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matt116000

RC Cam project inspired system for UAV

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Hey guys,

After reading all about the RC Cam projects I decided to integrate it into my final year thesis for a UAV.

It uses a microcontroller (pic18f452 PicDem 2 plus board) and I got an Aiptek Pocket DV T300 (because I am in Australia and its one of the only Aiptek cameras I can get - except for the 5900).

I hooked it up like the RC Cam site says except that the Pic board has its own power and instead of using an RC servo to trigger I toggled the pin low for 500ms every second. Also the camera had its own 2xAA (3V) battery supply.

But, Problems!

It worked once but then,

The pic fried the shutter circuit. Now the whole camera shuts down when the button is pressed.

I thought it might have been a once off thing so I rigged it up to the video shutter and then it killed 2 SD cards.

I then thought it might be that the pic pin goes back to 5V when the shutter was using about 3.3V but thats what the RC Cam projects do.

Or, I was cycling the pin too fast for it too store the pics/vids.

I've ordered another DV5900 and I REALLY don't wanna fry that one too. Please help.

Thanks heaps,

Matt

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On the 2 cams I've modded, the first thing I've done was measure the shutter signals. Both times the switch was grounding a 3.3V pulled-up line.

So what I did was program my controller (that was powered by the receiver's 5V) to output a logic low when wanting to trigger, and turn the port as input (floating) in idle state. That way it would never apply 5V, and the camera's pull-up would fix its 3.3V just like if nothing had changed. I believe sending 5V into there wouldn't be a good idea, at least if you don't have a series resistor between.

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Thanks for the reply.

Is that what the Cam Man Projects do?

Is there an order in doing this?

like...

1. Set pin to output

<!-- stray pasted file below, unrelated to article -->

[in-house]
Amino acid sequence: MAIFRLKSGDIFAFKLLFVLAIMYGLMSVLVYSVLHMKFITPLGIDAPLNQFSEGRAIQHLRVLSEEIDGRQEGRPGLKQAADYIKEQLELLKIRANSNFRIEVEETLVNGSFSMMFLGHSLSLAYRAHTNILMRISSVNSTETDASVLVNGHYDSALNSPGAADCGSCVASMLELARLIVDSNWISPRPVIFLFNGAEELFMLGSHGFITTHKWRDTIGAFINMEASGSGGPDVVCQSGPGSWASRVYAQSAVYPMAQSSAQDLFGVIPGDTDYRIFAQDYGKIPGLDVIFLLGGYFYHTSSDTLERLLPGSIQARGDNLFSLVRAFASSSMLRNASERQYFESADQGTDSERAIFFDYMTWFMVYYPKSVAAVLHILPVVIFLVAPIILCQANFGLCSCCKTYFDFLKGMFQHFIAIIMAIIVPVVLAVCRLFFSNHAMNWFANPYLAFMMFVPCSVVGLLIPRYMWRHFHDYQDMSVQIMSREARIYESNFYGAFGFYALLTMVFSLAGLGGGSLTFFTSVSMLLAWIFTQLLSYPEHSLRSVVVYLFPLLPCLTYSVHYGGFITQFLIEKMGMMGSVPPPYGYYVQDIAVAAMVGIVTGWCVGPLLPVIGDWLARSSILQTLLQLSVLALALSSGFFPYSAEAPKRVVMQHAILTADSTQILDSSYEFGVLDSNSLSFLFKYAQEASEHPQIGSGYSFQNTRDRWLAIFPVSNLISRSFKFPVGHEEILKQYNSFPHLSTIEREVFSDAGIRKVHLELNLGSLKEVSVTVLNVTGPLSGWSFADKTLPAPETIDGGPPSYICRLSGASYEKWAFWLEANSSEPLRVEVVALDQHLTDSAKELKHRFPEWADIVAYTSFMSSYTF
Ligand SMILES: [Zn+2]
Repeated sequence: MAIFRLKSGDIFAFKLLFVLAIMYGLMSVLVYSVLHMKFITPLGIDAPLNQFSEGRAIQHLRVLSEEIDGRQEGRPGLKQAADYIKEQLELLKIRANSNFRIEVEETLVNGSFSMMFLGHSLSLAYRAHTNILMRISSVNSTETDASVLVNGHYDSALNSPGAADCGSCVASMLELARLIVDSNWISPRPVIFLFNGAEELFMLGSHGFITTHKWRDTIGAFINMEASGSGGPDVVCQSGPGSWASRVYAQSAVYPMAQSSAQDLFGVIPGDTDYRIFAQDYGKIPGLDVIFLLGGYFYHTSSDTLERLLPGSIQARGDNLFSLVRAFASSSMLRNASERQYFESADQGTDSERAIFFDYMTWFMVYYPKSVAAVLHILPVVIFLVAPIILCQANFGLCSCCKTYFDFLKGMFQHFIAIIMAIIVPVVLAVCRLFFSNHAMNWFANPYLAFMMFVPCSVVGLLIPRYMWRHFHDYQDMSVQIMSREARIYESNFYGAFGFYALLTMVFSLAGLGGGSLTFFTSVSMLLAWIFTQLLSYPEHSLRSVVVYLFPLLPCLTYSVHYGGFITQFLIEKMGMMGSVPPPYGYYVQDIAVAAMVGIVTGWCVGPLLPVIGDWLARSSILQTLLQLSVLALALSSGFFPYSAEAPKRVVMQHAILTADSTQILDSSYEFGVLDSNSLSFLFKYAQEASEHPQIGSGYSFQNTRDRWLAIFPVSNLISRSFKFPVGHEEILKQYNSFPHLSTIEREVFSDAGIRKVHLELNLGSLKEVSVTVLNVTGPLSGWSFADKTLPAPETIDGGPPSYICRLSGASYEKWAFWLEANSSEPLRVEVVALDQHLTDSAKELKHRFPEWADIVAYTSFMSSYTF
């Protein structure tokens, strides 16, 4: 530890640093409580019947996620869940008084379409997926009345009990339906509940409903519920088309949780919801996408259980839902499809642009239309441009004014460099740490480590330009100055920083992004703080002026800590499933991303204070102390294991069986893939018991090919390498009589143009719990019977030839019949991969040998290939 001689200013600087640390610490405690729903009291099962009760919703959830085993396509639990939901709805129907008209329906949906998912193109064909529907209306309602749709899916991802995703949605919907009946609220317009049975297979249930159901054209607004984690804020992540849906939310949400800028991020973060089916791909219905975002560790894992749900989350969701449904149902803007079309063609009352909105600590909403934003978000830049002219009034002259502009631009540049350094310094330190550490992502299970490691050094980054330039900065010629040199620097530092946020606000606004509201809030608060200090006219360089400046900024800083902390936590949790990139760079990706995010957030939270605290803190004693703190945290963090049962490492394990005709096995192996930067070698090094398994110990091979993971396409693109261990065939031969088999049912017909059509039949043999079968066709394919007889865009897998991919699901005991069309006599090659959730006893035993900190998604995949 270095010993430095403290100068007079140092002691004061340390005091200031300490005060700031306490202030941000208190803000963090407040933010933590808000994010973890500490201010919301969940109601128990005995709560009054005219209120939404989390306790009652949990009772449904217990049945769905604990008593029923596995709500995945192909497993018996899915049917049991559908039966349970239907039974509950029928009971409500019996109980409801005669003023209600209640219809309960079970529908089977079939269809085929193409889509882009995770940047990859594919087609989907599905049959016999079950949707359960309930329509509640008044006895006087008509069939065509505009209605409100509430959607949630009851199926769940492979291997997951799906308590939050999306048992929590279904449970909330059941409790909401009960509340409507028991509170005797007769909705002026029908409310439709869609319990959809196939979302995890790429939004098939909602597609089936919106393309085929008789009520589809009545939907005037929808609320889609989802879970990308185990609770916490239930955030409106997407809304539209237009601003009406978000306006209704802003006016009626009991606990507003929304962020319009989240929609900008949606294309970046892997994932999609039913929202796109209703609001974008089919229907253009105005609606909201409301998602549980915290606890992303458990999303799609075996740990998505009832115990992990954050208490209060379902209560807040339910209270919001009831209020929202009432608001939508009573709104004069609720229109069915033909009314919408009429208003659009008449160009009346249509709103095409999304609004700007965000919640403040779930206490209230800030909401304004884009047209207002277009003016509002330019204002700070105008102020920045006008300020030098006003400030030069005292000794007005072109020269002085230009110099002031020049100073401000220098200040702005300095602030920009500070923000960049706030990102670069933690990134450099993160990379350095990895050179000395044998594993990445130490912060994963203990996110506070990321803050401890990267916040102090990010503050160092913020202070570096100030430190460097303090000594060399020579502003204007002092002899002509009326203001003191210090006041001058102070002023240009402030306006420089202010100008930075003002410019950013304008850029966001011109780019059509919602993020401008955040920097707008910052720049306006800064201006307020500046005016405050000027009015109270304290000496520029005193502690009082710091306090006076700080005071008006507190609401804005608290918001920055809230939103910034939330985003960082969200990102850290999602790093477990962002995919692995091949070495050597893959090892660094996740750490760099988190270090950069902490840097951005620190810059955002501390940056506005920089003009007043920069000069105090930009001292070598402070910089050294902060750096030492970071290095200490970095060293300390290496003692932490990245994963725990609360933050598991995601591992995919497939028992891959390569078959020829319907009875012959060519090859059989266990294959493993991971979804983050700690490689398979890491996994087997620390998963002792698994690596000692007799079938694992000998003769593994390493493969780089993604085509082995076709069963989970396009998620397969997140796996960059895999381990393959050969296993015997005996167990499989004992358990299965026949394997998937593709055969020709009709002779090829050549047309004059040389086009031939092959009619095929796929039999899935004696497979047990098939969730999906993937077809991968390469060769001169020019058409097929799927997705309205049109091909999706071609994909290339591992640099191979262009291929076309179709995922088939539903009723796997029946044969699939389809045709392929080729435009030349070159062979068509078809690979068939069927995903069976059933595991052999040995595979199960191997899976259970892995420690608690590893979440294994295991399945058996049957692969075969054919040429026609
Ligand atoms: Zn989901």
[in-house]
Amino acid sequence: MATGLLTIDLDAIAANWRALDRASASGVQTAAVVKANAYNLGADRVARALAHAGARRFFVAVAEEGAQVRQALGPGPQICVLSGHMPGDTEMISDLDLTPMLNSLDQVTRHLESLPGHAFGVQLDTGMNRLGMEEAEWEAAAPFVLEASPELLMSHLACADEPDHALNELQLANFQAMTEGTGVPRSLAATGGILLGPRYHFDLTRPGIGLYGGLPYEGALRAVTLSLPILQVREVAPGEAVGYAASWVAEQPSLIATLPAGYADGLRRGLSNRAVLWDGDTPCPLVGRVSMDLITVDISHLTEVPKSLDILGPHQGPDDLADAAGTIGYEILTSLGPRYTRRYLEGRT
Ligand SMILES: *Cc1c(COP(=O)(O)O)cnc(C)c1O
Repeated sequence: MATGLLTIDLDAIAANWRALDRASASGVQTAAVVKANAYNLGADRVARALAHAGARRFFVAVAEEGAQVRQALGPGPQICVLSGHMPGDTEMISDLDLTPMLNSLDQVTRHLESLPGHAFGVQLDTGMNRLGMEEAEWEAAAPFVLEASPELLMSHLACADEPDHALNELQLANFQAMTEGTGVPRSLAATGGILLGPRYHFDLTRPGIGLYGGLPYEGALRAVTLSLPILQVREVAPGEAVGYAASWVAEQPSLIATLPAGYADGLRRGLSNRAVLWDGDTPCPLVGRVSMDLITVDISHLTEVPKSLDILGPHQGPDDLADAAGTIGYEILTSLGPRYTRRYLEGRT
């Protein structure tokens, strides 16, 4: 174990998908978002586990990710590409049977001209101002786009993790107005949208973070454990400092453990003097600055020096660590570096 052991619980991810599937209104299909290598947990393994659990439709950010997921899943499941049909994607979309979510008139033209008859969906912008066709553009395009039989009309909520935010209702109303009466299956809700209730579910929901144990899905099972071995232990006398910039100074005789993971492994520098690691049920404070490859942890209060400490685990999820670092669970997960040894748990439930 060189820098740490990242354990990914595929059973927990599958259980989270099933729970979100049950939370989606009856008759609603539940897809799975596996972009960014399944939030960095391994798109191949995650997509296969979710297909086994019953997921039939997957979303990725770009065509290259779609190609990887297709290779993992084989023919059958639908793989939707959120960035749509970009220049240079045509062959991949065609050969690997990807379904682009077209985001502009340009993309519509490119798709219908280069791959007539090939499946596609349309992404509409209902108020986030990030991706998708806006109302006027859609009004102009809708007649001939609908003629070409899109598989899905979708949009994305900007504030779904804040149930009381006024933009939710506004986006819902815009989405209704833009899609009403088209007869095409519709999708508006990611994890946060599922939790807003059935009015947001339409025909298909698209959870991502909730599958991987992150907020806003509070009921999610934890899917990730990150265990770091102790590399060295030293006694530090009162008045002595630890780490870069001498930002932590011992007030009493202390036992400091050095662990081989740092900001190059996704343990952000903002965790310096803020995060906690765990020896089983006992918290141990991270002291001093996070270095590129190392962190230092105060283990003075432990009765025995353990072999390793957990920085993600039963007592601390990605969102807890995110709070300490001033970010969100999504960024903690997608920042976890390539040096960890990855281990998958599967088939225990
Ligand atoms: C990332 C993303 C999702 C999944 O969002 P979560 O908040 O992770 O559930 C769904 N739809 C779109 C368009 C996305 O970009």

2. Set pin logic low

3. Hold for small time. (how long did you hold low for? 500ms?)

4. Set pin to input

Or should 1. and 2. be switched to make sure when it goes to output its not logic high?

Cheers,

Matt

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Yep, set to logic low first, then switch to output.

On my camera, holding the shutter down will take multiple pics (continuous mode) which I like to use, so I just leave the output down as long as the trigger switch on the R/C is depressed. When it's released the pin is turned to input again.

I don't know about the CamMan, we'll let the creator answer that one :)

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The CamMan shutter output does not source current, it only sinks it. Please follow Kilrah's code technique recommendations to avoid damaging your camera.

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Success!

Interestingly though (at least on the pic & setup I'm using) I needed to set to logic low again after making it output

otherwise the camera didn't respond.

Maybe I don't need the first one but I'm not gonna risk it - one line of code, a few clocks Vs. potentially dead cam...hmmm

i.e:

void start_pict(void)

{

PORTDbits.RD1=0;

TRISDbits.TRISD1=0;

PORTDbits.RD1=0;

}

void end_pict(void)

{

TRISDbits.TRISD1=1;

}

The pic now takes a picture, reads sensors on ADC, reads in GPS via serial and stores to external EEPROM.

Thanks again for your help on this Mr RC Cam and Kilrah.

Regards,

Matt

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I guess it's just a question of compiler behaviour. Maybe the first "PORTDbits.RD1=0;" gets ignored by the compiler because the pin is defined as an input at the time of the instruction, and it thus isn't a valid context. Anyway even if the pin gets logic high in the process it would only be for not even a microsecond so there's not really a risk of damaging the cam.

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